Wednesday, November 01, 2006

Is it appropriate for George Allen to make James Webb's novels an issue in the Virginia Senate campaign?

Who's asking: Peter Schleck, Washington, DC

If you've been watching any U.S. news in the past week or so, you've seen some of the recent manufactured uproar over scenes in novels written by James Webb, candidate for the U.S. Senate from the commonwealth of Virginia. Apparently, campaign workers for George Allen had been trying for weeks to get reporters to focus on passages in Webb's novels that they consider demeaning to women, and particularly on one scene in which an Asian peasant takes his four-year-old son's penis in his mouth as a gesture of affection.

Responsible media outlets ignored these attempts until Matt Drudge blasted it on his website, at which point the story became the controversy and "outrage," not the passages of the books themselves.

Peter asked, "Whaddya think?" and I think the whole thing is disgusting, from beginning to end.

First, novelists make stuff up. To ascribe the viewpoint or behavior of a fictional character to an author is ignorant at best and lunatic at worst. I just finished Stephen King's latest novel; in one particularly harrowing scene, a deranged man takes a can opener to the main character's breast. Do I think that Stephen King endorses this behavior, or has fantasized about doing this himself? Hell, no. (In fact, I wish Stephen King was running for Governor of Maine -- he'd be a better choice than any of the official candidates. But that's another post.)

Second, this manufacturing of outrage -- and then pandering and weaseling to deflect the outrage -- has got to stop. It's exhausting, it demeans everyone involved, and it cancels out the effectiveness of genuine outrage in the few situations that call for genuine outrage (e.g., Abu Ghraib, inadequate death benefits for military families, the terrifying national debt).

On the subject of cheap and easy outrage, let's talk for a minute about John Kerry's slip of the tongue yesterday, when he said that kids who didn't do well in school would end up stuck in Iraq. He says he didn't mean to say that -- what he meant to say was that kids who didn't do well in school would end up getting other people stuck in Iraq -- but the manufactured outrage over this remark hides some deeper, bitter truths that we ought to be talking about, rather than shouting about who loves our soldiers more.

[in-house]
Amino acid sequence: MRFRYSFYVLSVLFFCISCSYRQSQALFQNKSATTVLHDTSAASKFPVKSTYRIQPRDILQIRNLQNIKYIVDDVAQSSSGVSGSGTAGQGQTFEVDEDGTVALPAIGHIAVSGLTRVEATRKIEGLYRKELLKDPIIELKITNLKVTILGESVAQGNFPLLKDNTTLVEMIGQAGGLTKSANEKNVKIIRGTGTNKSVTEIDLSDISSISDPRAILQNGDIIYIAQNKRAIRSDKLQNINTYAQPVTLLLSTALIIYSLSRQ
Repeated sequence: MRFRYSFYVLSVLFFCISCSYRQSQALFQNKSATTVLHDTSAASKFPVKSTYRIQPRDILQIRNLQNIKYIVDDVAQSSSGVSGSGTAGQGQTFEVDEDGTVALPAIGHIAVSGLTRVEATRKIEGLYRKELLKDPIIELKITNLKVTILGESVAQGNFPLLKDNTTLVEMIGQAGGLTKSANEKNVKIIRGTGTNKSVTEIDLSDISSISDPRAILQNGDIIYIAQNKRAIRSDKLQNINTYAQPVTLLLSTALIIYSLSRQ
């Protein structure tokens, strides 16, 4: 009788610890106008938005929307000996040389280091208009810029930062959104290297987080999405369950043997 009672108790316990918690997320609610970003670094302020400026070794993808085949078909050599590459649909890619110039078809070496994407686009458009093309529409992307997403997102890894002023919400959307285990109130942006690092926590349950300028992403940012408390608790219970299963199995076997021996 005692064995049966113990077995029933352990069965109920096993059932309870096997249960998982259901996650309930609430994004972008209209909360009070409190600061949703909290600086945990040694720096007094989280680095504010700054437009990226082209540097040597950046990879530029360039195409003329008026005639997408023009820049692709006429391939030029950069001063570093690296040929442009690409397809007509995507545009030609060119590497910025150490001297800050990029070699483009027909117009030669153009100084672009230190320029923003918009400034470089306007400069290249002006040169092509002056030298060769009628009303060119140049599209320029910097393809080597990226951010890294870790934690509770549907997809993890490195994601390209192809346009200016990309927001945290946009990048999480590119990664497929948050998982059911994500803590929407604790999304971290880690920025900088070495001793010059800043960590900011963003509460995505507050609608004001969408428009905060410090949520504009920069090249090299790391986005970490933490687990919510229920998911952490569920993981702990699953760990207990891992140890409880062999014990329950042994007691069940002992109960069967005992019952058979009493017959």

The first of these truths is that the U.S. as a nation is stuck in Iraq. The second of these truths is that individual soldiers (including some of our best and brightest) are stuck in Iraq, held there past the terms of their original enlistment because no troops are available to replace them. The third of these truths is that educated or not, many of our young people are stuck in Iraq because there are no jobs for them at home, unless they want to work for hourly wages without health benefits.

Why aren't the candidates talking about these things? Why didn't John Kerry take this opportunity to say, "Yeah, I misspoke, but let's talk about this"?

I'm disgusted, disgusted with all of it and all of them. For God's sake, everyone, figure out what you're really outraged about, and go vote next Tuesday.

5 comments:

Anonymous said...

The Webb non issue is a big mistake by Allen.

The Kerry issue is a chance for Webb to step up and look senatorial, as a decorated vet, by decrying Kerry's idiotic statement.


Cheers !

Mark Dunn

Tom Ehrenfeld said...

Excellent post!

Anonymous said...

One of the reasons I was excited in May to be be moving out of Washington, DC, and back to Virginia was because my personal vote would again count for something. DC, briefly for those who never lived there or close to, doesn't have U.S. senators or a representative and the presidential vote is always so lopsid that a Democratic Satan/Hitler ticket would crush a Jesus/Ghandi Republican one there.

So I get to Virginia Beach and find out that my choices for representative are a committed creationist and homophobe or a guy who's sole qualification seems to be that his family is singlehandedly responsible for spurring the building of rowhouses on all the lad that used to be swamp. For Senate, I have my pick of a racist moron or a misanthrope who has to work as a freelance journalist because he can't get along with anyone.

I'm thisclose to exercising my outrage with the very system of American politics by not voting. When there doesn't seem to be a less-worse choice, does it even make sense to choose?

Sorry for the angry rant. Feel free to rebut or chastise.

--Ed

AnswerGirl said...

Yeah, I don't envy your choice for Congress, Ed -- a brainless blonde idiot who was cruel to our mother (no exaggeration), or a man who believes the seat should be his by family inheritance. I say vote for the young prince, and then vote him out in two years.

As for the Senate race, I think you have to go with the crank; I have seldom been as disappointed with a public figure as I've been with George Allen.

Anonymous said...

"Dear Answer Girl,

Well said.

"Never re-elect anybody."

-- Kinky Friedman

Best,

Peter